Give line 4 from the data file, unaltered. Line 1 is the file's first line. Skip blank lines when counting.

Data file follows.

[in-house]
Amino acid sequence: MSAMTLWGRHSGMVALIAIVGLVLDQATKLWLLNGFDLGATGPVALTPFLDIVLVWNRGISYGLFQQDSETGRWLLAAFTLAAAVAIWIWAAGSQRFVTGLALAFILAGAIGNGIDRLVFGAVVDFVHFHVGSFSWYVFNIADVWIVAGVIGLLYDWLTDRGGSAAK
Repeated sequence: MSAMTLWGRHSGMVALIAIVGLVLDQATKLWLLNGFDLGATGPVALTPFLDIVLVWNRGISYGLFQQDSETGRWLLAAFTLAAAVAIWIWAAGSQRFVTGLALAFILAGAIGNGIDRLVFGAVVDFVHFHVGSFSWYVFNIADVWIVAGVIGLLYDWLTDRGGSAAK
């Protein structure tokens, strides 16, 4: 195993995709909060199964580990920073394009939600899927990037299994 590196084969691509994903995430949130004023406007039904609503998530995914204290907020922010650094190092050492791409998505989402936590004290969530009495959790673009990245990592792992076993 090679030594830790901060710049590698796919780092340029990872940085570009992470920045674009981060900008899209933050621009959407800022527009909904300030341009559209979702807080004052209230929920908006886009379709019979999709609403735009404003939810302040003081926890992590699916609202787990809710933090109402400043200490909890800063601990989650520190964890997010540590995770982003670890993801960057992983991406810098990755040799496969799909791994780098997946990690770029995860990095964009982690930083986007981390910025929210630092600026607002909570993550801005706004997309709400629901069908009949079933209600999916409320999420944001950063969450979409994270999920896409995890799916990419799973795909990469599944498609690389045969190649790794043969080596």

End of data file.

């Protein structure tokens, strides 16, 4: 195993995709909060199964580990920073394009939600899927990037299994 590196084969691509994903995430949130004023406007039904609503998530995914204290907020922010650094190092050492791409998505989402936590004290969530009495959790673009990245990592792992076993 090679030594830790901060710049590698796919780092340029990872940085570009992470920045674009981060900008899209933050621009959407800022527009909904300030341009559209979702807080004052209230929920908006886009379709019979999709609403735009404003939810302040003081926890992590699916609202787990809710933090109402400043200490909890800063601990989650520190964890997010540590995770982003670890993801960057992983991406810098990755040799496969799909791994780098997946990690770029995860990095964009982690930083986007981390910025929210630092600026607002909570993550801005706004997309709400629901069908009949079933209600999916409320999420944001950063969450979409994270999920896409995890799916990419799973795909990469599944498609690389045969190649790794043969080596």